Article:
REDUCE THE NUMBER OF CRASHES: ESP/ESC will soon become a standard in Europe, reducing the number of crash scenes, like the one pictured above, from occurring. Image: Shutterstock ~ Shutterstock
Electronic stability control will soon be a universal standard in the European Union – just as vehicle seat belts have been for years in most countries.
From this month (November as 2014) all newly registered passenger cars and light commercial vehicles with a gross vehicle weight of up to 3.5 ton must to be equipped with the anti-slide system.
The regulation will take effect for all other vehicles in 12 months.
Gerhard Steiger, president of the Bosch chassis systems control division, says: “Without doubt such systems saves lives”. An accident research study by Bosch confirmed its effectiveness.
190 000 CRASHES AVOIDED
In 2011 such systems were believed to have prevented more than 33 000 crashes that would have involved injury and saved more than 1000 lives in the EU member states (of which there were 25 at the time), even though such systems existed in only about 40% of vehicles.
Since being launched in 1995, ESP has prevented 190 000 accidents and saved more than 6000 lives across Europe. After the seat belt, ESP is the most important vehicle safety system − it is even more important than the airbag.
Bosch has produced 100 million ESP systems since series production began in 1995. While 84% of all new vehicles in Europe were equipped with the anti-slide system in 2014, the figure for all new vehicles worldwide was only 59%.
Steiger added: “ESP is an unparalleled success story that we hope to replicate outside Europe as well.”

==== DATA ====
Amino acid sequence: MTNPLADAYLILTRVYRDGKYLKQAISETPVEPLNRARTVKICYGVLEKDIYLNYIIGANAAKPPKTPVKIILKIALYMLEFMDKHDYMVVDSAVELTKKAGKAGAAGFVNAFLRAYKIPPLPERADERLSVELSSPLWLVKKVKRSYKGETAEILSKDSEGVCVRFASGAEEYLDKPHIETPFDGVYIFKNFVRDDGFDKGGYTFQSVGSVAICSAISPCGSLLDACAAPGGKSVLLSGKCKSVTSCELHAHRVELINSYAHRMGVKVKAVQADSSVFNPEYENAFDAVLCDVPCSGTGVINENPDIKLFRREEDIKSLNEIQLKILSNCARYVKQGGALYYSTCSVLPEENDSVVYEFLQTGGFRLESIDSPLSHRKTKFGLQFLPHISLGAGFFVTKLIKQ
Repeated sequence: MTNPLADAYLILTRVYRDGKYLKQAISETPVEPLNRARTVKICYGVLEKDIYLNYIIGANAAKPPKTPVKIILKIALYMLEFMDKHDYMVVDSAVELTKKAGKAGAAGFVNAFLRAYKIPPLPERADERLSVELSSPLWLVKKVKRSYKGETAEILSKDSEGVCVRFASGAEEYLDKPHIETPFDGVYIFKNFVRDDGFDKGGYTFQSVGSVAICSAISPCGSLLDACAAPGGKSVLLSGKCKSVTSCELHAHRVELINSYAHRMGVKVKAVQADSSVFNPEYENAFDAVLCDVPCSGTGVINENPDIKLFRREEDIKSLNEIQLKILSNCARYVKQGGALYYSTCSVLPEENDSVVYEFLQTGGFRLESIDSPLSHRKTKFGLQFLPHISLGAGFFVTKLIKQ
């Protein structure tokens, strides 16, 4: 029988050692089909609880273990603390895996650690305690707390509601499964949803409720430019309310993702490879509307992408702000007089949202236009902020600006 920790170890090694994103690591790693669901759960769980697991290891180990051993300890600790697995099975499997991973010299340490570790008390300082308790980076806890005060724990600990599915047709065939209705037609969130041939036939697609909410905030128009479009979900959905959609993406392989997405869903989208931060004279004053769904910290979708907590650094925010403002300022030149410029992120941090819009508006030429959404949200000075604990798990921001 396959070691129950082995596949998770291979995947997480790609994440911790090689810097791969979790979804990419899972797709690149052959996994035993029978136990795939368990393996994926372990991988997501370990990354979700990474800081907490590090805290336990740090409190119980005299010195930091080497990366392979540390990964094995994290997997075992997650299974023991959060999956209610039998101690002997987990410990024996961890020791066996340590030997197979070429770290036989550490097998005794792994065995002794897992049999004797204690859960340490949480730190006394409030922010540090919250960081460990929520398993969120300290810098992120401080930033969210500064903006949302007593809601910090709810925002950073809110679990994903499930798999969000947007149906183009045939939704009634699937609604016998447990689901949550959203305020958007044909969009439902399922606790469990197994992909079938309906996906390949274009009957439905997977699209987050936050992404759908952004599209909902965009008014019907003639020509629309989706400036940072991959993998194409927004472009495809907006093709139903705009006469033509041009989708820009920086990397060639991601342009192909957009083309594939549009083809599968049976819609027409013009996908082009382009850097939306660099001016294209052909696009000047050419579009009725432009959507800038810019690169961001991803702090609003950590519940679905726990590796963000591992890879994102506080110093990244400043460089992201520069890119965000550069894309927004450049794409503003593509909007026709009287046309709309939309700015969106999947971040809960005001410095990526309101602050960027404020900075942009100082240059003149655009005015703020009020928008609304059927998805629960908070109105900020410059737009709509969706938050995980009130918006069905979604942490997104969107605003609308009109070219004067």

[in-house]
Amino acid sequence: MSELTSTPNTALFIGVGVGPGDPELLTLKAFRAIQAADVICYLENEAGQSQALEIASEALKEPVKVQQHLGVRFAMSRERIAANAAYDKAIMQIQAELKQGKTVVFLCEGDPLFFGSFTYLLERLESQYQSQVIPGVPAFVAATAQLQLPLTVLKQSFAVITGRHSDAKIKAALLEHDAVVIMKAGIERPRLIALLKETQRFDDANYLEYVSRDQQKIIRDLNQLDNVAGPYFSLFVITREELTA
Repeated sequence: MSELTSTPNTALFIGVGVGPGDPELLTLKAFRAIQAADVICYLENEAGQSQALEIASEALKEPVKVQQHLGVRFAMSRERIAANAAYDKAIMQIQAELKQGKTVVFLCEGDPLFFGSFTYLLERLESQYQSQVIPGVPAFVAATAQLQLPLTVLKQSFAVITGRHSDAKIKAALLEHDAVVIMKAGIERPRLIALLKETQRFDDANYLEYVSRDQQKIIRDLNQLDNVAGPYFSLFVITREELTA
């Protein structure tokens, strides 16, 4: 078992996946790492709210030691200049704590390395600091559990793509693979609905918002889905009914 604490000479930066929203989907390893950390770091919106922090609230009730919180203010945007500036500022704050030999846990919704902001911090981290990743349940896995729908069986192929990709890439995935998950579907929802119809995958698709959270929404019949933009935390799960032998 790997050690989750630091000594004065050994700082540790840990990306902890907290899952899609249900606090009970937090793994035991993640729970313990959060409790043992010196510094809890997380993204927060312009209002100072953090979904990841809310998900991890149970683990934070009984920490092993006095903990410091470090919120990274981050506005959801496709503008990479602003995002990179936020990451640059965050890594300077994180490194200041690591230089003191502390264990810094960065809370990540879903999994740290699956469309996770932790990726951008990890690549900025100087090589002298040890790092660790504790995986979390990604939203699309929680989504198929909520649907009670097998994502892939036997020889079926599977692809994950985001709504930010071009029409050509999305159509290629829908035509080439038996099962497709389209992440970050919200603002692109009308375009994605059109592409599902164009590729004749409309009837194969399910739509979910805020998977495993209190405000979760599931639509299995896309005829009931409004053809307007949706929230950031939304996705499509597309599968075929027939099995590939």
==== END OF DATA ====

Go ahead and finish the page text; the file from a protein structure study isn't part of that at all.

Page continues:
Studies, Bosch says, have shown that as many as 80% of skidding accidents would not have happened had all vehicles been ESP-equipped.
HOW ESP WORKS
Swerving on dry, wet, muddy or slippery roads often result sin severe traffic accidents. Using smart sensors (25 times a second) ESP compares whether the car is moving in the direction in which the driver is steering it. If the measured values do not match, the anti-skid system intervenes, first reducing engine torque and progressing to braking individual wheels to generate the counterforce needed to keep a vehicle on course.
ESP is the next step in the further development of anti-lock brakes, created by Bosch in 1978. Today ESP is much more than a mere anti-skid system: a number of value-added functions now account for most of its performance, including the ability to prevent a vehicle from rolling backwards during hill starts.
It is also able to stabilise swerving trailers (much used on South African roads) and to reduce the rollover risk of sport utility and light commercial vehicles.
Other countries have also begun to recognise that ESP is extremely important for road safety. Since September 2011 it has been mandated for all vehicles in the United States and Canada with a gross vehicle weight up to 4.5 metric tons.
Australia and Israel have also made ESP mandatory. Similar regulations will take effect in Japan, Korea, Russia and Turkey soon.